/ Health, Technology

‘Live streaming’ funerals – the death of decorum?

A council in Staffordshire is planning to live stream funerals over the internet via webcam, according to the BBC. Is this a fitting way to say goodbye, or the ultimate in poor taste?

Some might say it’s a case of technology gone mad.

I have to confess that that was my gut reaction when I read Stafford Borough Council plans to install webcams in a local crematorium, along with a new music system. It seems like a step too far.

A chance to say goodbye

Then I read past the headline and saw that the council’s intention is to allow those who are either too sick, or too far away to get their chance say goodbye.

A few years ago, a close relative of mine died. I’d recently had an operation and couldn’t make the five plus hours to attend the funeral service. While I spent most of the day thinking about her, I felt I’d missed out on saying a proper goodbye.

There was no chance for me to take comfort in shared grief or to reminisce about the deceased – in this case a very special lady who’d won an MBE for her charity work.

Concerns around privacy

Blanket coverage of services would be in bad taste. But, the council seems to have thought of that too. Anyone attending a service by webcam will need a pin code to log in. Services will then be encrypted and streamed over a secure server.

Arguably, this is a more efficient way of stopping unwanted guests turning up at the church.

In addition to live streaming, the council is installing an 80,000-track music database, which it says will allow families to choose songs to play without having to track them down at such a poignant time. It’s an impressive selection, despite there only being a handful of songs that remain popular at funerals (Angels by Robbie Williams being a stand out).

Streamed funerals are no substitute

A spokesperson for the council has said that this technology will allow families to have a ‘more meaningful funeral’. That I’m not so sure about.

It’s fair enough to use streaming to let the few who genuinely can’t get there a chance to pay their respects. But I’d hate to see this type of service being used as a substitute for the real thing, or as a cost-cutting exercise (less people at the funeral means less people to cater for at the wake).

Would you watch a loved one’s funeral streamed over the internet?


I was shocked the first time I heard popular music at a funeral and rather surprised when I first saw the text of hymns projected on a large screen in karaoke style.

I agree with Sarah about streaming a funeral for the benefit of those who are unable to attend, and it seems inevitable that funerals will evolve from the traditional format. Providing that we continue to respect the deceased I am open to ideas, but would feel more comfortable with gradual change. The wishes of the deceased and their immediate family come first.

Mark SW4 says:
15 December 2011

Live streaming of funerals! Once it catches on, doesn’t it just mean we can all have a celeb funeral – princess Di style – and let anyone who wants to watch tune in. The media cover quite a few funerals already so sticking them on the internet does not seem much of a step further.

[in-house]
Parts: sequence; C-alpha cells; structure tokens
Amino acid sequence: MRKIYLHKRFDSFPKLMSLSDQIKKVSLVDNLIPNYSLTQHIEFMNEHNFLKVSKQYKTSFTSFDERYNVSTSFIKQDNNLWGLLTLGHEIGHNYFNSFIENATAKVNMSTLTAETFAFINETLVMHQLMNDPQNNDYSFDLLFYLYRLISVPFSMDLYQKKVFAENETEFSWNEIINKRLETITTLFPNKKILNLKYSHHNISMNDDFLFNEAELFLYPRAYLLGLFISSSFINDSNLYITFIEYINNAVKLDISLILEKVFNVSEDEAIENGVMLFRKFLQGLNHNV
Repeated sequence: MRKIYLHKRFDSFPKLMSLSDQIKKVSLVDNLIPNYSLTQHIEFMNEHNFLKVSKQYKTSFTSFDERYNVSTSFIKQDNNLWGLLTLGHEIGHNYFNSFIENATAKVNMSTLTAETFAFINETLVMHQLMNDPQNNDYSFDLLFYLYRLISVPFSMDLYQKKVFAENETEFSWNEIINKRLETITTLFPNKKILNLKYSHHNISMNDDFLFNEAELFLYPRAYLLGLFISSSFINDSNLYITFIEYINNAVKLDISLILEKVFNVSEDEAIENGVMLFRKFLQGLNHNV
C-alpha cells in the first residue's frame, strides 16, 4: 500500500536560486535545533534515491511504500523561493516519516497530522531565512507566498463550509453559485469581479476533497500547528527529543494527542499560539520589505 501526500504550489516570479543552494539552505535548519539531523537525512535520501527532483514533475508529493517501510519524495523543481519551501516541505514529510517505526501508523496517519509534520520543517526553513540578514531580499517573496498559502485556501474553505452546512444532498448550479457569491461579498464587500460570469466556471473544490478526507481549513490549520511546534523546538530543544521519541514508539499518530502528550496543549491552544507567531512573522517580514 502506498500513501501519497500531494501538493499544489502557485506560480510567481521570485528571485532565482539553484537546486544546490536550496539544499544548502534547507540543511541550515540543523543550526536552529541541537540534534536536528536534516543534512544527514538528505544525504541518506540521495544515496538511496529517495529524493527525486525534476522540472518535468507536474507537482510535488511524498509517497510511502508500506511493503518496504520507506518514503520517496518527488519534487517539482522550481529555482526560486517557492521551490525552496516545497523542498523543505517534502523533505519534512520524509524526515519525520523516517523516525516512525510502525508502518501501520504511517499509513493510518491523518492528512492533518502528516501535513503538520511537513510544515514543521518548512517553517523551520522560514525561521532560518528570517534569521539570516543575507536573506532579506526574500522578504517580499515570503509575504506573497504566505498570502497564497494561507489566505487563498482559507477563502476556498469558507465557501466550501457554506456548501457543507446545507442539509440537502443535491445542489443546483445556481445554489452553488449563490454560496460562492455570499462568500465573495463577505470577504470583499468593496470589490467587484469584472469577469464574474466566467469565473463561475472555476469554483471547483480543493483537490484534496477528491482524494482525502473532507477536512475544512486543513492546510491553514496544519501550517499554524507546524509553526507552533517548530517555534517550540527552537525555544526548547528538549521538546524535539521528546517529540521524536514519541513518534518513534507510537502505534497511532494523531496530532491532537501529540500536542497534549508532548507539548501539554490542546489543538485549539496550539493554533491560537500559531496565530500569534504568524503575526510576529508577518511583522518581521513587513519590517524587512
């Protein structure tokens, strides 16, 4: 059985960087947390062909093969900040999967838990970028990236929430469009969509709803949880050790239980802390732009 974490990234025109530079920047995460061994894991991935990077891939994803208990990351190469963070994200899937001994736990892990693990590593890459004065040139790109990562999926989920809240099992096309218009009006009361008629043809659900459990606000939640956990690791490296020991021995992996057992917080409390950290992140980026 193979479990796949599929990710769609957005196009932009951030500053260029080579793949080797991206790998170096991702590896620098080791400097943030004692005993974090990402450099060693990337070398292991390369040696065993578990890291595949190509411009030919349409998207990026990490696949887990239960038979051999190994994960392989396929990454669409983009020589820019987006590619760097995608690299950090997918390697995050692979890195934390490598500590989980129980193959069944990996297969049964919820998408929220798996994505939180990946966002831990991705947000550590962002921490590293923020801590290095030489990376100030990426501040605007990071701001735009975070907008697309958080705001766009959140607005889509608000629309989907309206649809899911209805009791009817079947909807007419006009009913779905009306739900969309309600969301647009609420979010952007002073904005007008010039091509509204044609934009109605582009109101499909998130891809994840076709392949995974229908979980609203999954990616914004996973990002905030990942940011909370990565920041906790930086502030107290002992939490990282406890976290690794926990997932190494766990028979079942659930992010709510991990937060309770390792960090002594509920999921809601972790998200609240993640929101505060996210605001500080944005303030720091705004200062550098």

What’s strange about this idea though is that it is such a passive, one way process.
Obviously the main reason to attend a funeral is to pay your respects to the deceased person; but unless you are a true believer the deceased is not going to know if you were there or not, online or physically.
But, at least for me, the other main reason to attend a funeral is the opp to meet family and friends of the deceased. Yes, shock horror, to interact with them in person, reminiscing about the deceased. You can’t do that just viewing a funeral online, esp a crematorium one – which are usually awful, rushed and rarely a fitting send off. Or do they propose to have a ‘video conference’ format and a big screen saying ‘x people online now’! I can just imagine the screen: ‘Aunty Mavis has joined the funeral online from Liverpool; there are now 15 people watching online’.
More seriously though, I of course agree that, for those genuinely unable to attend, this idea has its merits with the safeguards proposed by Stafford Council. So, as technology does now enable it, why not. Just not for me, thank you very much (I’m just off to amend my will, Sarah).

Some awful mistakes occur with crematorium music; it is not unknown for the curtains to close around the catafalque to the rousing sounds of “Wish Me Luck as You Wave Me Goodbye”.
On balance I think this is a good idea, provided all concerned show respect as mentioned in previous posts. Families are so dispersed these days it is impractical for everyone who wants to attend a funeral to get there and being able to witness the service on-line is beneficial. Our relatives in NZ would have liked to have been at my mother-in-law’s [their aunt’s] funeral recently but time and distance precluded it. It would be a pity if people started watching their relatives’ funerals while at work or on a laptop by the pool, or if people who could get to a funeral if they made more effort gave up and viewed it on-line, but you can’t legislate for the disrespectful.

For those who’s friends and family are scattered across the globe it makes a lot of sense. So for instance, a white South African now living in the UK is very likely to have close family & friends on three or more continents.